Woman Takes One For The Team
7 of 9
Down goes Frazier! Down goes Frazier! I mean, down goes the lady! Down goes the lady!
Putt Putt Knockout
8 of 9
This one is probably fake since there's an ad at the end, but that only makes it OK to laugh.
Ian Poulter may have poked a sleeping Tiger by announcing that Woods wouldn't finish in the top 5 at Augusta. "Poulter's always right, isn't he?" Tiger said. "My whole idea is to try to win the tournament. That's what I'm trying to do."
2 of 10
Defending Masters champ Mickelson fired a warning shot that should have everyone’s attention with his win at the Shell Houston Open, where he had a 63-65 weekend. Lefty gets up for this one unlike any other. A fourth green jacket would tie him with Arnold Palmer and Tiger Woods.
3 of 10
The Englishman ascended to No. 1 in the world late last year for the first time, only to lose the ranking to Martin Kaymer. He hasn't quite lived up to expectations in 2011, but he's posted top-3 finishes in four of his last five majors, including a runner-up at Augusta in 2010. The only thing missing from his resume is his first major championship.
4 of 10
Last time they held a major, Kaymer came out on top, and he's since ascended to the top of the World Golf Ranking. The 2010 PGA champion and European Tour money leader has the game to win anywhere.
5 of 10
He has only two career top 10s at Augusta, but he seems to have turned a corner. He beat Kaymer 3 & 2 in the finals of the Accenture Match Play in February for the biggest win of his career.
6 of 10
DJ has all the tools, but does he have the maturity to win amid the crushing Sunday pressure? He essentially blew two majors in 2010, and it remains to be seen if those failures will have any lingering effect.
7 of 10
Is this America’s top player at the moment? His results in 2011 — a win and four top 10s in five tournaments — say yes. He’ll have the chance to prove it at The Masters.
8 of 10
The Georgia Tech alum was low amateur at Augusta way back in 1998 but truly emerged in 2010, and he always plays well in Georgia. He has six top 10s in eight events so far in 2011.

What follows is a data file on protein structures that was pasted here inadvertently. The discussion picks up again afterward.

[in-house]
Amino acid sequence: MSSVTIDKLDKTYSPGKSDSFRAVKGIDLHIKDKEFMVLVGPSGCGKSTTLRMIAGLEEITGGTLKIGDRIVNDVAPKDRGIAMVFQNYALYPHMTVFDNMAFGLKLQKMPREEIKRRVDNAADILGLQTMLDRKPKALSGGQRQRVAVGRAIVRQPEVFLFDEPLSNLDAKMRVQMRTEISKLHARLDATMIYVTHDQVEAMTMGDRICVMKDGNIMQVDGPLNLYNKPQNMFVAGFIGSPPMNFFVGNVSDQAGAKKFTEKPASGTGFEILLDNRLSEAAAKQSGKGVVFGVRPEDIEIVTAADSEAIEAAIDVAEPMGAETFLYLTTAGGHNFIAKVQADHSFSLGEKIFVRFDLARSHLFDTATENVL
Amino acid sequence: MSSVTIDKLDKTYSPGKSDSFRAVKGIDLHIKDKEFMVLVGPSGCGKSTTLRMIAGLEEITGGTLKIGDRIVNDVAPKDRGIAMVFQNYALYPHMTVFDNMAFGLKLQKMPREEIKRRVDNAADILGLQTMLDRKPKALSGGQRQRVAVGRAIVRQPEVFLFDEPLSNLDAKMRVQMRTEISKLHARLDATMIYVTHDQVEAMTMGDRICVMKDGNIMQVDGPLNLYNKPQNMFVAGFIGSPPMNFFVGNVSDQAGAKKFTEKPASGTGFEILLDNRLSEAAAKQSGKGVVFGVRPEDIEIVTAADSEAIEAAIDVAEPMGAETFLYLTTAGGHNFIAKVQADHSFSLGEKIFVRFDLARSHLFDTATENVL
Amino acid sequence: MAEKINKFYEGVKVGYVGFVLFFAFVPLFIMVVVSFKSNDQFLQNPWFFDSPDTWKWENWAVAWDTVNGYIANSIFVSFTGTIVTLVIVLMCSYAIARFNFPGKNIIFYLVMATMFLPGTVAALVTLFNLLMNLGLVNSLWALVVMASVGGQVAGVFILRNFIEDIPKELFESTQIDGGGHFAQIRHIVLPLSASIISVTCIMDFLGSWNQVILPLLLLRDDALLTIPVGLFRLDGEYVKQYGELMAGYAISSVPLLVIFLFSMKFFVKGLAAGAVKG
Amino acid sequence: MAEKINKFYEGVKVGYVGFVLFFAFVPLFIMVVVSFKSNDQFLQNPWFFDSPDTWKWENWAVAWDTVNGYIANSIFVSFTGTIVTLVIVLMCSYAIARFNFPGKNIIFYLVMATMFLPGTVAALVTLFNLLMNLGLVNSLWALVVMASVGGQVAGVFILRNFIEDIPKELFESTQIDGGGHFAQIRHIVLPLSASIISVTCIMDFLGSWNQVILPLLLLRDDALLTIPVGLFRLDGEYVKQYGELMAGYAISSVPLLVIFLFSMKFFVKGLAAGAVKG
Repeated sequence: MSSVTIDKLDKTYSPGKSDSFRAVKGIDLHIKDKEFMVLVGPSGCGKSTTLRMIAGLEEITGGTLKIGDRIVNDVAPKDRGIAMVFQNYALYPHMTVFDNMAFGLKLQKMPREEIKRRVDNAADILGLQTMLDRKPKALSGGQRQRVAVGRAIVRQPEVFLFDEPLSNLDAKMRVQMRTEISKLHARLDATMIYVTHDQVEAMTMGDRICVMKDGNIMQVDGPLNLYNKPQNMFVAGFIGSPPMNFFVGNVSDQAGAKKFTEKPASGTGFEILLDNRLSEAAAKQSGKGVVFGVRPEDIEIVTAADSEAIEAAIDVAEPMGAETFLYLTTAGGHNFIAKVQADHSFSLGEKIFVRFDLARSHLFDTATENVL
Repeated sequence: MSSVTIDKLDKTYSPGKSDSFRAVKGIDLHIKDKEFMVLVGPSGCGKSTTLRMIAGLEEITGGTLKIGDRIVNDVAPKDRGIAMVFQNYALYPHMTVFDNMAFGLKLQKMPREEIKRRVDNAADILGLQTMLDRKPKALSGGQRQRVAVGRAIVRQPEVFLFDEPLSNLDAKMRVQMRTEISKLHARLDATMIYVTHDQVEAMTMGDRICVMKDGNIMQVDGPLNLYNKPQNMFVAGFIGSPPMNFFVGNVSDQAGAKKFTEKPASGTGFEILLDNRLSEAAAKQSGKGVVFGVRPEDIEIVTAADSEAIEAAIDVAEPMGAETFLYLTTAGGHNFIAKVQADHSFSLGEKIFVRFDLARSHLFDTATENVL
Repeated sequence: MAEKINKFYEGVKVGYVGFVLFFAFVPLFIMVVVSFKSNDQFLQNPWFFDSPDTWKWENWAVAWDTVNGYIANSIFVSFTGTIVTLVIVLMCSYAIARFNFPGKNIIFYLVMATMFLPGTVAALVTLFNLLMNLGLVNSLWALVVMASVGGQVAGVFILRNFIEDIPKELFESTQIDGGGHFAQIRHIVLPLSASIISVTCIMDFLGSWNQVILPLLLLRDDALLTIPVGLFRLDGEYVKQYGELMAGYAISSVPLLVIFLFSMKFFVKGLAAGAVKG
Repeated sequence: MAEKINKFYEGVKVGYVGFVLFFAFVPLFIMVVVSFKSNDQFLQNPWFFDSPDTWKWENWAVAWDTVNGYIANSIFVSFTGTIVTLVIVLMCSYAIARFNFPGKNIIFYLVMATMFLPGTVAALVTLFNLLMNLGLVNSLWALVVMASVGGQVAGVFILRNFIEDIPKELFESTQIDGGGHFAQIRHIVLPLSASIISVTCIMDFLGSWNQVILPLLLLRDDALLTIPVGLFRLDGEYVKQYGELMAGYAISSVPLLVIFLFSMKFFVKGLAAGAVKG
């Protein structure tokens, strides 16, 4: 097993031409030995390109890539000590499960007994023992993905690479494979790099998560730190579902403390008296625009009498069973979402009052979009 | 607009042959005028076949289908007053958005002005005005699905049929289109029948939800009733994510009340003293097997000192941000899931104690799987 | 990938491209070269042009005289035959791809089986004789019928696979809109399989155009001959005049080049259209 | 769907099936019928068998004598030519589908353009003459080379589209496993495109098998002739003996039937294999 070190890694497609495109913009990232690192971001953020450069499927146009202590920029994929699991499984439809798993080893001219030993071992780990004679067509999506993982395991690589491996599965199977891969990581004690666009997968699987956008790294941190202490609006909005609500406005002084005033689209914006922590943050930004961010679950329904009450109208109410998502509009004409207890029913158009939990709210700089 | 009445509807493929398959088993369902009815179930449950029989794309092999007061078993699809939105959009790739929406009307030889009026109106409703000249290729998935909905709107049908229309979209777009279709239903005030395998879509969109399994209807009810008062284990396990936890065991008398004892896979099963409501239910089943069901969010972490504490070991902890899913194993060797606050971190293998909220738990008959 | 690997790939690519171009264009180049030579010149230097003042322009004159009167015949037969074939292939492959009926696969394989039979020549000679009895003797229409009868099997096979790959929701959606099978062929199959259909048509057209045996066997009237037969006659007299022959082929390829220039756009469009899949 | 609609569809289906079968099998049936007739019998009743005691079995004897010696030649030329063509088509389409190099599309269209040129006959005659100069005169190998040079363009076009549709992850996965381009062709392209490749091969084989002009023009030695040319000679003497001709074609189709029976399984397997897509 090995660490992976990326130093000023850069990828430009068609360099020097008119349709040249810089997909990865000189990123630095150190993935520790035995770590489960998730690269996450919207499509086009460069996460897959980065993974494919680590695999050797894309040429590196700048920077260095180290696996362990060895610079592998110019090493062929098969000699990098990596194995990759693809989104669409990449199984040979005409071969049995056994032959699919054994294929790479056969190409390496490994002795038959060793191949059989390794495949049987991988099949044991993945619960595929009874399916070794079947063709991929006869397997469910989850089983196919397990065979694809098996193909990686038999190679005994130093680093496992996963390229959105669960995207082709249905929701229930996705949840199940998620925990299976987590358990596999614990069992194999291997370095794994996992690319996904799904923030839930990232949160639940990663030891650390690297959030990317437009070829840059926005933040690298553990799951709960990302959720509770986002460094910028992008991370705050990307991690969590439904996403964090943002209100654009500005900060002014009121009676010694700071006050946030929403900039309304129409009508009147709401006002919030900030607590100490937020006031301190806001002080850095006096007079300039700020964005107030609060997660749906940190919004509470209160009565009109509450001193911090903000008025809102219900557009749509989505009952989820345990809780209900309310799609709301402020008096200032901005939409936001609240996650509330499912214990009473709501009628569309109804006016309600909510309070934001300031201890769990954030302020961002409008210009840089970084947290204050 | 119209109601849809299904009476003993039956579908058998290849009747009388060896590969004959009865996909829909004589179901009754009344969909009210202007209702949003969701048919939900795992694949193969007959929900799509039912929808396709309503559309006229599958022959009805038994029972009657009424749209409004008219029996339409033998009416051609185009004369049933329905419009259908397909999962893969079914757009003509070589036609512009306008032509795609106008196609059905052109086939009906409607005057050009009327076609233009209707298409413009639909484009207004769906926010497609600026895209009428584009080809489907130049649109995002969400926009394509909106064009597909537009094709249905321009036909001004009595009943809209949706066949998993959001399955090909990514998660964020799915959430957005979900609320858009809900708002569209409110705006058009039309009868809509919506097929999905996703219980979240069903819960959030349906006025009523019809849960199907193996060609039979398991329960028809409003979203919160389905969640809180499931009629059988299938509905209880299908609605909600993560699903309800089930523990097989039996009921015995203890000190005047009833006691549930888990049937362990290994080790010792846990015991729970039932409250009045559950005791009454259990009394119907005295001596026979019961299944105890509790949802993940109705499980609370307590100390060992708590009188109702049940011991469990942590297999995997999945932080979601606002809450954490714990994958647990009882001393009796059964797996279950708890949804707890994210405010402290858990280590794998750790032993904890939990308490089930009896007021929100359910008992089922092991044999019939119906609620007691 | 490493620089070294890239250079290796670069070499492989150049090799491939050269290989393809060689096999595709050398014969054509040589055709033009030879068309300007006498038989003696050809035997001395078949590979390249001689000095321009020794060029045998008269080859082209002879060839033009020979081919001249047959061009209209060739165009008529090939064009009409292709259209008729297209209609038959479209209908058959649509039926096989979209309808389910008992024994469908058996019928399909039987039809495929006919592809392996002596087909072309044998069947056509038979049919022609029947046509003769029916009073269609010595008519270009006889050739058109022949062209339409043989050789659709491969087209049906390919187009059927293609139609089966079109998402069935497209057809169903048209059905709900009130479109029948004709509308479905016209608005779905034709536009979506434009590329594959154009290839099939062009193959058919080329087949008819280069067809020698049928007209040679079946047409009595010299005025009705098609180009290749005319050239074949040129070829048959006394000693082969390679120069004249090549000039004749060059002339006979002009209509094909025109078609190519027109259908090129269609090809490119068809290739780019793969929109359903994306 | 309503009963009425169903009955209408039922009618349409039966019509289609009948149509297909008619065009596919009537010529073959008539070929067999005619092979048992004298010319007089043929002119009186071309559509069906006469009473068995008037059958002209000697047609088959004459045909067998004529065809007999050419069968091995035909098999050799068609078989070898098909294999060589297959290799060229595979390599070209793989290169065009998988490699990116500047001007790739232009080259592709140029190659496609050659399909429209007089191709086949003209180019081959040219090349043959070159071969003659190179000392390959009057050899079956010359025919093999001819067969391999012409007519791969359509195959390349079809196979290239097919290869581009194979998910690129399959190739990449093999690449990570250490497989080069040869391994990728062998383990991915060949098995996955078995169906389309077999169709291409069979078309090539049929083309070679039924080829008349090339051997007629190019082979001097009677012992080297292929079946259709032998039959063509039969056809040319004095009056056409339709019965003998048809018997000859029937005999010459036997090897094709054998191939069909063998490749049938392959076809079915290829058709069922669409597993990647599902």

9 of 10
Rory McIlroy has a very good chance to become the youngest winner of a major championship since a 21-year-old Tiger won the 1997 Masters. His torrid start on Thursday indicates that he’s in it to win it — if not this year, then soon.
Mickelson shot 63-65 over the weekend to win the Shell Houston Open.
Much like the 1,600 azaleas that line the 13th hole at Augusta National, Phil Mickelson’s game is in full bloom just in time for golf’s most prestigious gathering.
Lefty went low this weekend, shooting 63-65 to win the Shell Houston Open by three shots for his 39th career victory. As he did in 2006, when he won the week before The Masters, Mickelson arrives in Augusta riding a wave of positive momentum as he attempts to become the first player since Tiger Woods in 2001-02 to win back to back green jackets.
As he basked in the glow of his best weekend in almost a year, Mickelson reminded everyone that even when he’s at his best, his greatest obstacle is himself.
“It feels really good for me to have played well and to gain some momentum heading into next week,” he said. “It feels a lot like ’06 in that I needed to have a week where I kind of put it together. By that I mean, I’ve been saying all year I’m playing well but I’m not getting the scores out of it, and I’m having just kind of a lapse of focus.
“And it was even evident today on a couple shots, a basic easy chip shot on 8 that I flubbed and 3-putting 15. Those little types of lack of concentration. I’ve got to continue to work on that. Although all in all, this was one of the best weeks I’ve had in a long time as far as seeing the shot and being able to hit it. So, it was a great week in that regard and great for getting momentum heading in next week.”
Mickelson, who awoke this morning to find himself ahead of Tiger Woods in the World Golf Ranking for the first time in 14 years, is hesitant to pronounce himself the favorite, but he won’t rule himself out, either.
“There’s always a bunch of guys that can win that tournament,” he said. “I don’t think the last two days should change anything on how others view that particular event. It’s wide open. There’s a lot of players that can do it. But I certainly like the way that I play the golf course, and I’m very pleased with the way my game is coming around.”
The consensus among elite players seems to be that you should skip the tournament the week prior to a major. In that regard, Mickelson flies in the face of convention. But it seems to work for him.
In PGA Tour history, only four players have won the week prior to The Masters and then gone on to win the green jacket. Mickelson, who won the BellSouth in 2006 the week before winning the Masters, is one.
“Each player as an individual golfer has to find out what’s best for them to prepare for a big event,” he said. “And I find that I tend to play my best in a major championship when I compete the week before. It gets me into competitive frame of mind, and I enjoy the challenge in only having three days between competitive rounds.
“So that for me personally works. But I know that Nicklaus and a lot of guys prefer to have the week off and kind of focus in on that one particular golf course and those shots. I understand that. There’s an argument both ways. As a player, you have to find out what works best for you as the individual.”
We know it can work for Mickelson. Will it work again this week?